Hyperfine splitting and relative intensity of spectral lines

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  • Thread starter victorhugo
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What is the cause of hyperfine line splitting?
I saw somewhere that it was because of spin quantum number and somewhere else that it was because of how electrons interact in the atom.

And relative intensity of spectral lines?
I'd assume it's due to the probability of electron jumps being more likely in the brighter looking lines and vice-versa.
 

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  • #2
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Did you check the wikipedia article?

I'd assume it's due to the probability of electron jumps being more likely in the brighter looking lines and vice-versa.
I don't think "electron jumps" are a good description, but it is related to transition probabilities, yes.
 
  • #3
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Did you check the wikipedia article?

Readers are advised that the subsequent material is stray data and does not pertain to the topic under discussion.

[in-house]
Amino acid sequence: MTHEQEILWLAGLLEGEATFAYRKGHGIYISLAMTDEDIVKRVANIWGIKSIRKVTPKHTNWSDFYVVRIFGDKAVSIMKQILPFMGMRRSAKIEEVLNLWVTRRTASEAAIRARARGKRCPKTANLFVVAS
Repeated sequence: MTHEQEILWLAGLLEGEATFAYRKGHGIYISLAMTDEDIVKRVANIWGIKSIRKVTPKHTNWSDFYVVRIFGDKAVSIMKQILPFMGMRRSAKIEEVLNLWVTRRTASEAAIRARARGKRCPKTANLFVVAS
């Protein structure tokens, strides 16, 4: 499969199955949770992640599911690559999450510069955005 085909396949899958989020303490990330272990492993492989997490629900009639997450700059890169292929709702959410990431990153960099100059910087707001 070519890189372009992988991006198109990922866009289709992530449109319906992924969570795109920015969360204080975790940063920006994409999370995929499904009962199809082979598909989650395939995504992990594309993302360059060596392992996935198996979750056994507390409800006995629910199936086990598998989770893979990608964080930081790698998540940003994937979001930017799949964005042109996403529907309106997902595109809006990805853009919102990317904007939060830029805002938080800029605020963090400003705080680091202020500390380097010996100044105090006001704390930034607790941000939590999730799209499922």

I don't think "electron jumps" are a good description, but it is related to transition probabilities, yes.
what wikipedia article?
 
  • #4
blue_leaf77
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What is the cause of hyperfine line splitting?
It's because of the interaction between electron and the multipole moments (in most cases the magnetic dipole moment) of the nucleus. The multipole moment causes a perturbation to the electronic orbit in a form of magnetic field.
And relative intensity of spectral lines?
I'd assume it's due to the probability of electron jumps being more likely in the brighter looking lines and vice-versa.
Yes, that's a correct idea.
 

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